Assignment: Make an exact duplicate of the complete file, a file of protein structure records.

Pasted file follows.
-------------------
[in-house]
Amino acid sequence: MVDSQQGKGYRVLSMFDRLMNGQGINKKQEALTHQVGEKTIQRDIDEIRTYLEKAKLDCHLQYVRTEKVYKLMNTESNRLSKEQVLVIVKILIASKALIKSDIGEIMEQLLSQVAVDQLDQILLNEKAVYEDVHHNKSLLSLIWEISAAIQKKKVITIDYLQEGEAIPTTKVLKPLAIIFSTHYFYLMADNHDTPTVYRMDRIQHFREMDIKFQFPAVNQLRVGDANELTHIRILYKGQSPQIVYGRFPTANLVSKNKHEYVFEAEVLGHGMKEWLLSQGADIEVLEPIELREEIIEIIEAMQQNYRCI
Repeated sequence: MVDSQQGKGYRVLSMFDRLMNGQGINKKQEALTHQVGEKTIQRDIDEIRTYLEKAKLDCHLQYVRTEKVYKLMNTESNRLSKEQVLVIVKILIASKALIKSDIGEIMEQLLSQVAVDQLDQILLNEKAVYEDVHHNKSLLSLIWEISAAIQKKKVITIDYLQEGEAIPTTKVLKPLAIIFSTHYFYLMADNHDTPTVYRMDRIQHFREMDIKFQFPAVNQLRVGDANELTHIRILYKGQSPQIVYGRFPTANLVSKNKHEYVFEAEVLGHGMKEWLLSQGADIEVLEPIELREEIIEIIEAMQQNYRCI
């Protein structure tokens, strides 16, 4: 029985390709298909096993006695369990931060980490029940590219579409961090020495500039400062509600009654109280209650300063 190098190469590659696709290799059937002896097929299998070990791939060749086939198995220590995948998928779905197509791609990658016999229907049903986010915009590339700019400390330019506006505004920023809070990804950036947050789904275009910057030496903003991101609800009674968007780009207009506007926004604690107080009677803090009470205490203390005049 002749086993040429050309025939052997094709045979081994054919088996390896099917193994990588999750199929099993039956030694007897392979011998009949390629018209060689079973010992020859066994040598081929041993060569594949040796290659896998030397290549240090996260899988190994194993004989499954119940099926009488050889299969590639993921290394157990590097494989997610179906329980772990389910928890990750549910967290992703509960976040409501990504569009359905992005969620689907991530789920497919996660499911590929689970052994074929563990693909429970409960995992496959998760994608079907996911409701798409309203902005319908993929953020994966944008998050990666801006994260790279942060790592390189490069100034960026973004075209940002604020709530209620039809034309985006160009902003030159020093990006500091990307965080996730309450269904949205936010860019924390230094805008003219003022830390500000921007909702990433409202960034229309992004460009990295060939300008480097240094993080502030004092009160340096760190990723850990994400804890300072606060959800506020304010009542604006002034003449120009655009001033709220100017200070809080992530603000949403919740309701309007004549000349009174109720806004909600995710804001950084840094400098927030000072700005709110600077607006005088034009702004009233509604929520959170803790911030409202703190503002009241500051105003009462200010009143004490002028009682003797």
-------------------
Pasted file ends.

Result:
[in-house]
Amino acid sequence: MVDSQQGKGYRVLSMFDRLMNGQGINKKQEALTHQVGEKTIQRDIDEIRTYLEKAKLDCHLQYVRTEKVYKLMNTESNRLSKEQVLVIVKILIASKALIKSDIGEIMEQLLSQVAVDQLDQILLNEKAVYEDVHHNKSLLSLIWEISAAIQKKKVITIDYLQEGEAIPTTKVLKPLAIIFSTHYFYLMADNHDTPTVYRMDRIQHFREMDIKFQFPAVNQLRVGDANELTHIRILYKGQSPQIVYGRFPTANLVSKNKHEYVFEAEVLGHGMKEWLLSQGADIEVLEPIELREEIIEIIEAMQQNYRCI
Repeated sequence: MVDSQQGKGYRVLSMFDRLMNGQGINKKQEALTHQVGEKTIQRDIDEIRTYLEKAKLDCHLQYVRTEKVYKLMNTESNRLSKEQVLVIVKILIASKALIKSDIGEIMEQLLSQVAVDQLDQILLNEKAVYEDVHHNKSLLSLIWEISAAIQKKKVITIDYLQEGEAIPTTKVLKPLAIIFSTHYFYLMADNHDTPTVYRMDRIQHFREMDIKFQFPAVNQLRVGDANELTHIRILYKGQSPQIVYGRFPTANLVSKNKHEYVFEAEVLGHGMKEWLLSQGADIEVLEPIELREEIIEIIEAMQQNYRCI
């Protein structure tokens, strides 16, 4: 029985390709298909096993006695369990931060980490029940590219579409961090020495500039400062509600009654109280209650300063 190098190469590659696709290799059937002896097929299998070990791939060749086939198995220590995948998928779905197509791609990658016999229907049903986010915009590339700019400390330019506006505004920023809070990804950036947050789904275009910057030496903003991101609800009674968007780009207009506007926004604690107080009677803090009470205490203390005049 002749086993040429050309025939052997094709045979081994054919088996390896099917193994990588999750199929099993039956030694007897392979011998009949390629018209060689079973010992020859066994040598081929041993060569594949040796290659896998030397290549240090996260899988190994194993004989499954119940099926009488050889299969590639993921290394157990590097494989997610179906329980772990389910928890990750549910967290992703509960976040409501990504569009359905992005969620689907991530789920497919996660499911590929689970052994074929563990693909429970409960995992496959998760994608079907996911409701798409309203902005319908993929953020994966944008998050990666801006994260790279942060790592390189490069100034960026973004075209940002604020709530209620039809034309985006160009902003030159020093990006500091990307965080996730309450269904949205936010860019924390230094805008003219003022830390500000921007909702990433409202960034229309992004460009990295060939300008480097240094993080502030004092009160340096760190990723850990994400804890300072606060959800506020304010009542604006002034003449120009655009001033709220100017200070809080992530603000949403919740309701309007004549000349009174109720806004909600995710804001950084840094400098927030000072700005709110600077607006005088034009702004009233509604929520959170803790911030409202703190503002009241500051105003009462200010009143004490002028009682003797």